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Meditations by Subdeacon Dr. Joshua D. Genig

On St. Matthew 14:22-34

(Gospel for the 9th Sunday After Pentecost, 21 August 2016
St. Innocent Orthodox Church, Redford, MI

(For a 1-page PDF file, click here.)

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Subdeacon Joshua holds an M.Div. (Masters of Divinity) degree in Pastoral Theology and Systematic Theology from Concordia Theological Seminary, and a Ph.D. (Doctor of Philosophy) degree in Systematic Theology from the University of St. Andrews in Scotland.  Currently, he serves as Associate Professor of Historical Theology at SS. Cyril and Methodius Seminary in Orchard Lake, MI, and as an Adjunct Professor of Philosophy at Purdue University's North Central campus in Westville, Indiana.  This summer (2016) he taught Homiletics for ROCOR's Diocese of Chicago and Mid-America Pastoral School. In addition, he also serves as a Chaplain for the Detroit Fire Department. Prior to entering the Holy Orthodox Church, Subdeacon Joshua served as a Lutheran minister for seven years. He and his wife, Abigail, and their four daughters are active members of St. Innocent Church.

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In the Name of the Father, and of the + Son, and of the Holy Spirit.  Amen.

There are some people who like storms, but I am not one of them. It’s not that I don’t like a few dark clouds and the cooling of the summer sun and even a good rain. No, what I don’t like is when a storm does damage. Nor do I like it when the satellite dish goes out…especially during a game! But I digress…

Certainly you and I have not had it as bad as the folks in Louisiana these past few days. In fact, I recently heard that something like 30,000 people had to be rescued from their homes by boat.

There are storms, and then there are Storms, capital “S”. And in today’s Gospel, it is the latter.

“Now when evening came” says St. Matthew, “[Jesus] was alone on the mountain praying.” But the boat, carrying the 12 disciples, was now in the middle of the sea, “tossed by the waves, for the wind was,” as Matthew says, “contrary.”

The wind was contrary. And, as it says in the text, the boat was being tortured. The wind was contrary and the boat was being tortured.

This, of course, was not the first storm for these disciples. Just six chapters earlier, as Matthew says, “a great tempest arose on the sea.” Same intensity. Same fear. Same capital “S” kind of Storm. So what makes this storm so different from that storm? What makes this storm so different is that, back then, Jesus was in the boat, but today, he is in the water.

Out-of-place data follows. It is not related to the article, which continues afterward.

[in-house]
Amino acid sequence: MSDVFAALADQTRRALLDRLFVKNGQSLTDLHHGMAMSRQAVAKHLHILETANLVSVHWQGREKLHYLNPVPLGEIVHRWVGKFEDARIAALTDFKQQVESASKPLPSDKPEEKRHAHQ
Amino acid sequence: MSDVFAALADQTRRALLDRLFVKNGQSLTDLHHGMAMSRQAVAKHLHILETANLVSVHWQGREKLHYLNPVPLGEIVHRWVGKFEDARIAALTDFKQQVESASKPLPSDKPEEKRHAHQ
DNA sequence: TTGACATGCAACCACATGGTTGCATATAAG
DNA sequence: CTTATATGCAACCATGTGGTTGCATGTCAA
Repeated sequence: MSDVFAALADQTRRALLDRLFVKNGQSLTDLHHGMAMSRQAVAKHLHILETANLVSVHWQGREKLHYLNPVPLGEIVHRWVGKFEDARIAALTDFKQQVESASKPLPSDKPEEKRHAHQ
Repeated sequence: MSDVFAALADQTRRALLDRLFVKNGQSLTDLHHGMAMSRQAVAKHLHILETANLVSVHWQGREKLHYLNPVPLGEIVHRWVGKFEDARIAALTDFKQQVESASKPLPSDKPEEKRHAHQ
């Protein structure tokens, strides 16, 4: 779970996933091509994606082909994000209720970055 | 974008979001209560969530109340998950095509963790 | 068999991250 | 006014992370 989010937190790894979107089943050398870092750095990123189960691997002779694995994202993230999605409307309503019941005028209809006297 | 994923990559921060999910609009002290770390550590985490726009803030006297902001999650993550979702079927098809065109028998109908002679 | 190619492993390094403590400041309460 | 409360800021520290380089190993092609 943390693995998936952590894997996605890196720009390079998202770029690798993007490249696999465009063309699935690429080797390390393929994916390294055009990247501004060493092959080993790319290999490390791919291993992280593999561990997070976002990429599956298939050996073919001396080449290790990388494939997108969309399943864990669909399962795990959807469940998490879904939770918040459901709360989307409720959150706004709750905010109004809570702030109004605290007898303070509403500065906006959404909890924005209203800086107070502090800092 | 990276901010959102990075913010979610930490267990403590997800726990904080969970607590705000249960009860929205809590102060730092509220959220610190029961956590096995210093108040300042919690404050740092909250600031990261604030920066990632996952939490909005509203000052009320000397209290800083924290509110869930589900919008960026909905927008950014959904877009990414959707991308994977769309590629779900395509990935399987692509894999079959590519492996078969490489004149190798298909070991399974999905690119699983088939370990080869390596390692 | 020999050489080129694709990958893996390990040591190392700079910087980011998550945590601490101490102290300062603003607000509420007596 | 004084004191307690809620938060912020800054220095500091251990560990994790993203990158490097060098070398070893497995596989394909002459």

And please don’t let that seemingly minor detail pass you by. In fact, it is this detail that tells the full story. Listen to St. John Chrysostom:

“The disciples are tossed on the waves again. They are in a storm, fully as bad as the previous one. Gently and by degrees he excites and urges the disciples on toward greater responsiveness […]. […] In the previous storm they had him with them in the ship, now they are alone by themselves. […] Now he is leading them into a greater degree of challenge. Now he is not even present to them. He has departed. In mid-sea he permits a storm to arise. This was all for their training, that they might not look for some easy hope […]. He […] allows them to be tossed by the storm all night! […] This is how Jesus dealt with the nature of their fear, which the rough weather and the timing had produced. He cast them directly into a situation in which they would have a greater longing for him […]. (The Gospel of Matthew, Homily 50.1)

“He cast them directly into a situation in which they would have a greater longing for him.” That puts a whole new perspective on this Gospel, does it not? And, of course, it puts a whole new perspective on our own lives, our own struggles, our own fears, and our own storms.

They are all different, yes. Your storm is not my storm is not their storm. But they are all storms. And to each of us, the wind is “contrary.” To each of us, the tiny boat of our own lives is being tortured. But that’s why it’s important to remember that, amid all of these storms, amid the rough waves and the gusting wind, amid all of that, we need to be, not in our own little boat, tossed about by every trouble that comes our way, but we need to be in the ark—the ark like Noah’s ark, the ark that made it through the flood, the ark that saved eight souls, giving us a picture, a symbol, a hint of how God would save us all.

Dear brothers and sisters, amid the storms of life, we need to be in the boat of the Church, the very ark of our salvation. For it is here, and only here, in regular contact with Christ and His gifts; it is only here, and only here, the most important place in all the world; it is here, and only here, that we can be saved.

It is only here that our storms can be calmed and, most importantly, that we can grow and mature and become the kind of people, the kind of Christians, that Christ created us, called us, and died for us to be.

Yes, St. Augustine was right:

“the devil strives to keep the wind from calming down,” he says, “but greater is he who is persistent on our behalf […]. He comes to us and strengthens us, so we are not jostled in the boat and tossed overboard. For although the boat is thrown into disorder, it is still a boat. It alone carries the disciples and receives Christ. […] Therefore stay inside the boat and call upon God. […] When all human help and strength have been abandoned, the only recourse left for the sailors is to cry out to God” (Sermon 75.4).

And will he not, asks Augustine, come to our aid as well? Indeed, he will. For he, alone, is good and loves mankind.

In the Name of the Father, and of the + Son, and of the Holy Spirit.  Amen.